Signs & Symptoms of Anxiety Disorders

Originally written for

Anxiety can appear so abruptly and with such intensity, that it makes you feel as if you were attacked by an outside force. So to better understand and demystify this emotion let’s have a closer look at the neuro-physiological pathway on how you create anxiety.

Triggers:

Anxiety can get stimulated by something “scary” you notice in your environment, such as a loud noise at night, an unexpected bill or a mal-tempered boss. The emotion can also get sparked internally by a dream, a negative thought or by a body sensation. Sometimes these external or internal stressors can be so sudden and fleeting, that you are not even able to consciously compute them, although they have been registered by your nervous system. All you notice is that you are anxious for no apparent reason.

Brain Response:

The anxiety triggers activate the amygdalae, an almond-shaped group of cells that are part of the brain’s limbic system and play a significant role in emotional responses and long-term memory. The amygdalae, which have been also called “the anxiety-switch,” evaluate whether the information it receives could be related to any dangerous or threatening events of the pasts. The more memories are associated with fear and anxiety, the more readily the amygdalae raise alarm.

Stress Hormone Release:

As soon as your brain considers a situation potentially perilous, the hypothalamus and the pituitary gland stimulate the release of stress hormones, such as adrenaline and cortisol to prepare your body for an appropriate flight, flight, or freeze response.

Physiological responses:

Stress hormones increase your heart rate, breathing, blood sugar level, perspiration, and blood circulation to the peripheral muscle. As a result you feel hot, sweaty and tense; your heart is pounding and you are breathing faster; you may start trembling, shaking or even experience chest pain. These physiological reactions can appear so sudden, uncomfortable and overwhelming, that they themselves can trigger additional anxiety. This is the reason why people can become more afraid of their own anxiety, than of any potential external threats.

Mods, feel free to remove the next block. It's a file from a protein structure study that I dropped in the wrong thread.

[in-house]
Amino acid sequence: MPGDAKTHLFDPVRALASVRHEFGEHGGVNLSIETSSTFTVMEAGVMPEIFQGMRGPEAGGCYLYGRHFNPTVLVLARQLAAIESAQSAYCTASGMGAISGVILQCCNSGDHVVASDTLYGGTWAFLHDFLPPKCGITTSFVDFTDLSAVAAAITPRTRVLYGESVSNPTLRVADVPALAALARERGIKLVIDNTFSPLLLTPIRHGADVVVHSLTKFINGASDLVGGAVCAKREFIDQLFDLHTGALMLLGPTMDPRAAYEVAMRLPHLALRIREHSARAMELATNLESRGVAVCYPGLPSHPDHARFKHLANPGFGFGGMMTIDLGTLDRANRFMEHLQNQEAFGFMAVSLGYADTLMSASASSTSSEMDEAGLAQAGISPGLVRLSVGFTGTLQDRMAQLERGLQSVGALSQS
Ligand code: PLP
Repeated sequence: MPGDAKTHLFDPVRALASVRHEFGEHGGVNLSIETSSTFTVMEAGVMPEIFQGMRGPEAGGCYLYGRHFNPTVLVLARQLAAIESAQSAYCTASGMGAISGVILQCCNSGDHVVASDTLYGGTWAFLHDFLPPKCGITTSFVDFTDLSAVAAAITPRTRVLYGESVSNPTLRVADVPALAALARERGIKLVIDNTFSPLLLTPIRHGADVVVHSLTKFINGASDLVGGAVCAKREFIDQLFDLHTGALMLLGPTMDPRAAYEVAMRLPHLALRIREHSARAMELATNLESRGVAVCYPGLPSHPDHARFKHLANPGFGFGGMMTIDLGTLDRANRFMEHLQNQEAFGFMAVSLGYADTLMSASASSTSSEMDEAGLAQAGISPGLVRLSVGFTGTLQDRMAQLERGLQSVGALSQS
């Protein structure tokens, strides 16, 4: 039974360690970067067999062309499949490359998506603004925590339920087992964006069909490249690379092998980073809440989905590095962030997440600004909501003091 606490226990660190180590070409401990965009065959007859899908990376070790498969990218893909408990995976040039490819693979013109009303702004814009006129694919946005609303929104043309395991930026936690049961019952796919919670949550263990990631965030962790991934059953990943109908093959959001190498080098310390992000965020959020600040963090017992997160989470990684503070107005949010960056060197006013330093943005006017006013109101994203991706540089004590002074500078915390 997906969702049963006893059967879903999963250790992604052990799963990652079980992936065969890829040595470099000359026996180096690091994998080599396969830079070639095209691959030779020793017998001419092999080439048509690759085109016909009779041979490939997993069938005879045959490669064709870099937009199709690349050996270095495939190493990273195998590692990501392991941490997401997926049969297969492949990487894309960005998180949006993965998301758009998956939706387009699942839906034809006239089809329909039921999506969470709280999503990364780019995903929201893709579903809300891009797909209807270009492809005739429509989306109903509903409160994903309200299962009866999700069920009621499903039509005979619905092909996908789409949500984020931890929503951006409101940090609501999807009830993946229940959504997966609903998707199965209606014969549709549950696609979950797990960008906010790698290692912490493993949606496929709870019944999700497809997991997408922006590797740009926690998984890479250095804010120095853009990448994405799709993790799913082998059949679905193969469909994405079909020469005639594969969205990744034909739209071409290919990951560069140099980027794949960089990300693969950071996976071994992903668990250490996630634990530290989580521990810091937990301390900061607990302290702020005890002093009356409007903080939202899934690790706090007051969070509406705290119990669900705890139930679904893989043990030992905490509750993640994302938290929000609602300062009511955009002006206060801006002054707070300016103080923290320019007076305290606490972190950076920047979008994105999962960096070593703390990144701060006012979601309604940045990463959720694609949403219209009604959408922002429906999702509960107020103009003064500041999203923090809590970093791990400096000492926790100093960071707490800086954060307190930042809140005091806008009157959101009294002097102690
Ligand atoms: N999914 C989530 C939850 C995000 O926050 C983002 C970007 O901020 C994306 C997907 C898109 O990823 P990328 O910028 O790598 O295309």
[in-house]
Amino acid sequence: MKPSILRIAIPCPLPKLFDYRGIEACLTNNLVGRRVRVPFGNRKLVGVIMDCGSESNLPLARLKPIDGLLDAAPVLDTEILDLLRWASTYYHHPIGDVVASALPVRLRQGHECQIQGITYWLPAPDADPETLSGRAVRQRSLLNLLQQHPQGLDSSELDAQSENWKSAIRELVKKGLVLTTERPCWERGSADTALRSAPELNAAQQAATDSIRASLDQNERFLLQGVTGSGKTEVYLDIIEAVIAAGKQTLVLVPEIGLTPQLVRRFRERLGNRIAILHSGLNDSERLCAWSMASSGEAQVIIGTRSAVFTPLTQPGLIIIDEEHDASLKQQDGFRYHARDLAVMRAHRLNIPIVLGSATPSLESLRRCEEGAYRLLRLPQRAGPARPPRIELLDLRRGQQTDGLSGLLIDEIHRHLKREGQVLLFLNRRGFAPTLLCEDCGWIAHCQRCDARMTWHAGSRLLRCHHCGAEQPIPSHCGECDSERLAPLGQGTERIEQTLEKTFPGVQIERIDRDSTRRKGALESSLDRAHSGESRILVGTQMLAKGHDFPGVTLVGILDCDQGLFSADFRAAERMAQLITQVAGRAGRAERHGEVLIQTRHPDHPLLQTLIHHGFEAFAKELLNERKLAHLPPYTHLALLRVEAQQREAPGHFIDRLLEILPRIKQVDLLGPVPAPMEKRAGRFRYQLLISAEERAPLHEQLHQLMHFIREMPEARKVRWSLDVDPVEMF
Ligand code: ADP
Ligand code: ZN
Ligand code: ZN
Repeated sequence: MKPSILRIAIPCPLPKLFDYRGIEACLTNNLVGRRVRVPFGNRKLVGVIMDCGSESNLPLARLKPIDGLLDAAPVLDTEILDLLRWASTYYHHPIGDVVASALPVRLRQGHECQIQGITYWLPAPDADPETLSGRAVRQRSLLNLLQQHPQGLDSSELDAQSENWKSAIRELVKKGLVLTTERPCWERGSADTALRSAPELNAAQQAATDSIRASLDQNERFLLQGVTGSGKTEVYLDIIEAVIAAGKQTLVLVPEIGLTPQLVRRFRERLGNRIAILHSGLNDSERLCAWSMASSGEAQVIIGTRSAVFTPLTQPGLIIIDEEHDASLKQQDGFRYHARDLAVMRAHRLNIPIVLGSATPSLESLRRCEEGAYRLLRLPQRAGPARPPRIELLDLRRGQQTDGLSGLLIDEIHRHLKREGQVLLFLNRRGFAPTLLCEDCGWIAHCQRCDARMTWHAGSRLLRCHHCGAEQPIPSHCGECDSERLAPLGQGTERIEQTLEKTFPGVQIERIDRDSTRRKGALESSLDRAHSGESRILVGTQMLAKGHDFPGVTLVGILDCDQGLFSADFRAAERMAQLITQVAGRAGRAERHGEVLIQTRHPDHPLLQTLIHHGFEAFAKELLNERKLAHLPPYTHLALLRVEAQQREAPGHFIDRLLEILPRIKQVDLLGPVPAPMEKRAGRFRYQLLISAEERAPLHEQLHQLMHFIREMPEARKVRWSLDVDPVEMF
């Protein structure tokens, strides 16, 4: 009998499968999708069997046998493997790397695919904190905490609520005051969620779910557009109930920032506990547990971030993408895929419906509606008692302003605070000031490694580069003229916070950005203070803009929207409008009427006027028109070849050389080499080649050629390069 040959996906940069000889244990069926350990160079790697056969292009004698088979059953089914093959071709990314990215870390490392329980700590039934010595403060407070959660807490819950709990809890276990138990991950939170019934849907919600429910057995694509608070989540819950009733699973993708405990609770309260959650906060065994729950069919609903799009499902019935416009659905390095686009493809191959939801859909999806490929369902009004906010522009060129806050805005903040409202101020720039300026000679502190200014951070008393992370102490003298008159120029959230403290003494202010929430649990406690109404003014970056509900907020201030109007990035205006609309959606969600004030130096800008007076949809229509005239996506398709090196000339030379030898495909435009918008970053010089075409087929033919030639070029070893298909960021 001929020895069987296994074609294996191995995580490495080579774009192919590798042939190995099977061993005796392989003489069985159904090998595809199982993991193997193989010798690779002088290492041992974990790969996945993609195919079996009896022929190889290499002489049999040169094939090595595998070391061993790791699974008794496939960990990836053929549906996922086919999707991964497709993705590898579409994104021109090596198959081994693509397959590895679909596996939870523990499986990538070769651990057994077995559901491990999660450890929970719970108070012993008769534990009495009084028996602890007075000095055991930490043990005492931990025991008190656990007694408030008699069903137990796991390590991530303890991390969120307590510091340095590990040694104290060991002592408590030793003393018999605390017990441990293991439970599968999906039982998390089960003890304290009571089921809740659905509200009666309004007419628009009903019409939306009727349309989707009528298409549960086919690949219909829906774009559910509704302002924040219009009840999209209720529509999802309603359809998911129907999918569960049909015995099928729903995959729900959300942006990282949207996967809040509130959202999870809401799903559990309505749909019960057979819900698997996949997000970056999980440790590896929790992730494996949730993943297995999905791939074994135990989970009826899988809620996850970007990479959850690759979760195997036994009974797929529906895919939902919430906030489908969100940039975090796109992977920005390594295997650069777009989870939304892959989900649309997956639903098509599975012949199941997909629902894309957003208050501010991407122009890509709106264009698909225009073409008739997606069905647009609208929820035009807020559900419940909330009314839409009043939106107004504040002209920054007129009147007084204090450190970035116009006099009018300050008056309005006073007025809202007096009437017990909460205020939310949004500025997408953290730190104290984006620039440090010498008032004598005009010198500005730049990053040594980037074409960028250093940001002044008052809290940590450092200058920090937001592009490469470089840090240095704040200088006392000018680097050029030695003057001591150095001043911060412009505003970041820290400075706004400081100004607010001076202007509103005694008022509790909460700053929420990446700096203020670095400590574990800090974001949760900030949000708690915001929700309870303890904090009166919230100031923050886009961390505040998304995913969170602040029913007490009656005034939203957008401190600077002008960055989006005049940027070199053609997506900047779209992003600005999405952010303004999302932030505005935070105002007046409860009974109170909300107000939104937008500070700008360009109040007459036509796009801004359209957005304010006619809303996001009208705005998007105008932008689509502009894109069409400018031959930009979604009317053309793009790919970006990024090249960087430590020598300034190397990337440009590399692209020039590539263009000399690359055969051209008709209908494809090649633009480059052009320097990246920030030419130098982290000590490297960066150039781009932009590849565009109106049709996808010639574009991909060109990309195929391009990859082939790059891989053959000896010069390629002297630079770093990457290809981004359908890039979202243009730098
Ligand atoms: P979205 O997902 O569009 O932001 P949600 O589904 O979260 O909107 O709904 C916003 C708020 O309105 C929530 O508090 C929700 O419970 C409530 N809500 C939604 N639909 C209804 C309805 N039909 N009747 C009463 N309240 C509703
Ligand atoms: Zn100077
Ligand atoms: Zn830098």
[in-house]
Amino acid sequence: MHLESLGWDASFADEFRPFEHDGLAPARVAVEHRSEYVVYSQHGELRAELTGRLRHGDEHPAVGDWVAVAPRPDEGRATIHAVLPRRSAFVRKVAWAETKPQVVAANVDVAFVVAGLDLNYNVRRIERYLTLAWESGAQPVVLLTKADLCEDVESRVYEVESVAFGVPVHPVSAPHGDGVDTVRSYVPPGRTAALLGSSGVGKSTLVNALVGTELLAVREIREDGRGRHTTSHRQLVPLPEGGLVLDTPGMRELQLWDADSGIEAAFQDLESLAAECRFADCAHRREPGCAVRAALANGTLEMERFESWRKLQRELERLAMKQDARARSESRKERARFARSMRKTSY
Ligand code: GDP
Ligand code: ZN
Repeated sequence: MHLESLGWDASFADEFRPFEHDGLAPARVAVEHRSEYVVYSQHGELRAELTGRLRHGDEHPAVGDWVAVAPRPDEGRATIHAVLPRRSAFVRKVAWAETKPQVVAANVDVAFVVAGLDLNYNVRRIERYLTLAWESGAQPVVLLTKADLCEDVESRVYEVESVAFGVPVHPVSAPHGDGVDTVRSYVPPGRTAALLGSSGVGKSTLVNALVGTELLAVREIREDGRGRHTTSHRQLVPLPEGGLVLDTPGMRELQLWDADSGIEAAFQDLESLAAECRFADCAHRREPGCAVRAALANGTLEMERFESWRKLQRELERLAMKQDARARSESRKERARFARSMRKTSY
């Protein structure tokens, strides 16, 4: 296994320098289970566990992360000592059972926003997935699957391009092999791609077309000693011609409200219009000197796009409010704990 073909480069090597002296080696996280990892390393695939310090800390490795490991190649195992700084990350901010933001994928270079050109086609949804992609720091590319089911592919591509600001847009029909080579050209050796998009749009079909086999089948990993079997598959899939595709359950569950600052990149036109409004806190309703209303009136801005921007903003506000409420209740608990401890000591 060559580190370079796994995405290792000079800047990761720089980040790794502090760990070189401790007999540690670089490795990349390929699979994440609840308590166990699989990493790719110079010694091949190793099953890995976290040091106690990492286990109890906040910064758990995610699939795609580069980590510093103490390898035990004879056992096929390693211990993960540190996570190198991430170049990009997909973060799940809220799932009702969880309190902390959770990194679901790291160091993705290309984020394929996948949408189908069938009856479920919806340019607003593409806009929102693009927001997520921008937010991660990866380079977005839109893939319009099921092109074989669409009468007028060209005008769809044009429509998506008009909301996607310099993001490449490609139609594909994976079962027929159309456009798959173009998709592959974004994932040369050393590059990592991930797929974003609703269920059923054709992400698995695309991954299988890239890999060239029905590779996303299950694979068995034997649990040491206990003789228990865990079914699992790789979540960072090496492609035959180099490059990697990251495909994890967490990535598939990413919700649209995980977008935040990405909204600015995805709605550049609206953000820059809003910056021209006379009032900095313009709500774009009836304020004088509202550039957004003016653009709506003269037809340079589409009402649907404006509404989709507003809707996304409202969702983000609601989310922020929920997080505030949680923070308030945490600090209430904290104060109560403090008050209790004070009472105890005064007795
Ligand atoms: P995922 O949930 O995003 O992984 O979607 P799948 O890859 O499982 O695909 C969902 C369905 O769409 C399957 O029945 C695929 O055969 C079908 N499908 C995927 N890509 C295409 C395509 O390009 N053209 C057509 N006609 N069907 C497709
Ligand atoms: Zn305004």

This neuro-physiological pathway is designed by nature to protect you from danger and keep you safe. In other words, anxiety is a normal feeling with an important purpose. However, when even the smallest triggers cause the anxiety pathway to regularly overreact, you are dealing with an anxiety disorder.

Some the typical symptoms of anxiety disorders are:

  • Excessive worry and mind-racing
  • Overwhelm and trouble concentrating
  • Over-analyzing past or present challenges and ruminating about the worst-case scenario
  • Hyper-vigilance and trying to micromanage others and your outside circumstances
  • Feeling powerless and unable to make decisions
  • Growing difficulties with work and relationships due to insecurity, doubt, and fear
  • Seeking distractions in addictive behaviors, such as gambling, eating, sex, or work
  • Self-medicating with alcohol, nicotine, or other drugs
  • Trouble falling asleep or waking up in the middle of the night feeling wired and unable to relax again
  • Physical symptoms such as high blood pressure, irregular heartbeat, chronic pain, and weight fluctuation

The distinguishing factors between a normal level of anxiety or an anxiety disorder, are whether your feelings causes you suffering, dysfunctional behavior and interferes with your daily life.

References:

Anxiety Symptoms
http://www.mayoclinic.org/diseases-conditions/anxiety/basics/symptoms/con-20026282

Anxiety: Introduction
http://www.healthcentral.com/anxiety/encyclopedia/anxiety-disorders-4000458/introduction

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